N budget and NH3 exchange of a grass/clover crop at two levels of N application

B Herrmann, SK Jones, J Fuhrer, U Feller, Albrecht Neftel

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24 Citations (Scopus)


Atmospheric ammonia (NH3) exchange during a single growing season was measured over two grass/clover fields managed by cutting and treated with different rates of mineral nitrogen (N) fertilizer. The aim was to quantify
the total NH3 exchange of the two systems in relation to their N budget, the latter was split into N derived from symbiotic fixation, from fertilization, and from the soil. The experimental site was located in an intensively managed agricultural area on the Swiss plateau. Two adjacent fields with mixtures of perennial ryegrass (Lolium perenne L.), cocks foot (Dactylis glomerata L.), white clover (Trifolium repens L.) and red clover (Trifolium pratense L.) were used. These were treated with either 80 or 160 kg N ha−1 applied as NH4NO3 fertilizer in equal portions after each of four cuts. Continuous NH3 flux measurements were carried out by micrometeorological techniques. To determine the contribution of each species to the overall NH3 canopy compensation point, stomatal NH3 compensation points of the individual plant species were determined on the basis of NH4 + + NH3 (NHx)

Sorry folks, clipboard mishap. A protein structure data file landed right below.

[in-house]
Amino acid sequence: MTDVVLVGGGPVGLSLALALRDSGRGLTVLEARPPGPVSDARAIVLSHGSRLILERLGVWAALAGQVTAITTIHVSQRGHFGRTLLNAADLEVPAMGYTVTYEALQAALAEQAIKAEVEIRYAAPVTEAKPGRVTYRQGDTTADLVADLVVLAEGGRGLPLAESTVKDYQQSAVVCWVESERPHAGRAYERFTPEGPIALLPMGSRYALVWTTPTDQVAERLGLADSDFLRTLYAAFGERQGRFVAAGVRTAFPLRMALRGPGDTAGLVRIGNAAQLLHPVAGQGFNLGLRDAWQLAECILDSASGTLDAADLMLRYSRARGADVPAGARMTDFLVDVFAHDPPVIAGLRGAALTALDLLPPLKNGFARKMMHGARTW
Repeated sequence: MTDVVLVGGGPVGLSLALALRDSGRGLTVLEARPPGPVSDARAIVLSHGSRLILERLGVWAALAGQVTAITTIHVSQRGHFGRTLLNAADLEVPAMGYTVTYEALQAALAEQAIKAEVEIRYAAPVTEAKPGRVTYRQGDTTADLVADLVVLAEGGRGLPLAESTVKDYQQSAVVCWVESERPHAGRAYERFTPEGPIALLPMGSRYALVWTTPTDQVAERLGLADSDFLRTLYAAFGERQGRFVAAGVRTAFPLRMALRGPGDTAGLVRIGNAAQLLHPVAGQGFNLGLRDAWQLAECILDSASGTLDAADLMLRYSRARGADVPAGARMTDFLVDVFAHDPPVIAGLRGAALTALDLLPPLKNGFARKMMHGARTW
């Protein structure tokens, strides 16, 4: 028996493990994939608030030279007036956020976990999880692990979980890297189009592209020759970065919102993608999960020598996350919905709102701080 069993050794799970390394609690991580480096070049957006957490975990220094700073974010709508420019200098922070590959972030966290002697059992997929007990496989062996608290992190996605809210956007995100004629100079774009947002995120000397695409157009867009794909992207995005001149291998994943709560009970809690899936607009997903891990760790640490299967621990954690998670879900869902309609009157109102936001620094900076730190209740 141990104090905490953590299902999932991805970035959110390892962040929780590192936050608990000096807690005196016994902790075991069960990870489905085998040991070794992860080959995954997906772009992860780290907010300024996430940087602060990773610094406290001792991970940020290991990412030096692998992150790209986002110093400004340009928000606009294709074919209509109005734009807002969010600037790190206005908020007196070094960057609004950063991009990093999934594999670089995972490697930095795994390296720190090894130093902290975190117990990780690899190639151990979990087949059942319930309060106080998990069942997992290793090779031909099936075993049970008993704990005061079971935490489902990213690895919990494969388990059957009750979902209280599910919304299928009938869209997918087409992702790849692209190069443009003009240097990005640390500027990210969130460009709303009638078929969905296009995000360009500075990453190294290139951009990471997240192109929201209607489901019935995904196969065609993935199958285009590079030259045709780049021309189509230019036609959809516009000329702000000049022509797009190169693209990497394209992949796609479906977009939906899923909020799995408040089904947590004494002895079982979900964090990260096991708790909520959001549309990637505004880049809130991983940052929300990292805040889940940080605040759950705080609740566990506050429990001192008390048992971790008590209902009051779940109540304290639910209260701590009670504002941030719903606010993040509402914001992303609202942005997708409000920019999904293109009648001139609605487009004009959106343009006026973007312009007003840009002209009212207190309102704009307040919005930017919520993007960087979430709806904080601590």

concentrations and pH in the apoplast. Symbiotic N2 fixation was measured by the 15N dilution method. In the field with the lower rate of mineral N application, the clover fraction was higher, and a higher symbiotic N2 fixation rate completely compensated for the lower mineral N input. During the measurement period, except after N fertilization, NH3 concentration ([NH3]) above the canopy was between 3 and 4 μg m−3, which was generally higher than the measured canopy NH3 compensation point. Thus, deposition from the atmosphere to the grass/clover canopy was predominant, and the system acted as net sink for NH3. The total amount of N emitted as NH3 was slightly higher for the high N treatment compared to the low N treatment but accounted for less than 1% of the N removed by cutting in both treatments. The results show that net NH3 emission from the frequently cut grass/clover field was restricted to short periods after ammonium nitrate application, and that on a seasonal basis
fertilizer N and N derived from N2 fixation had equal effects on the exchange of NH3 between the canopy and the atmosphere.
Original languageEnglish
Pages (from-to)243–252
JournalPlant and Soil
Issue number2
Publication statusPrint publication - Aug 2001
Externally publishedYes


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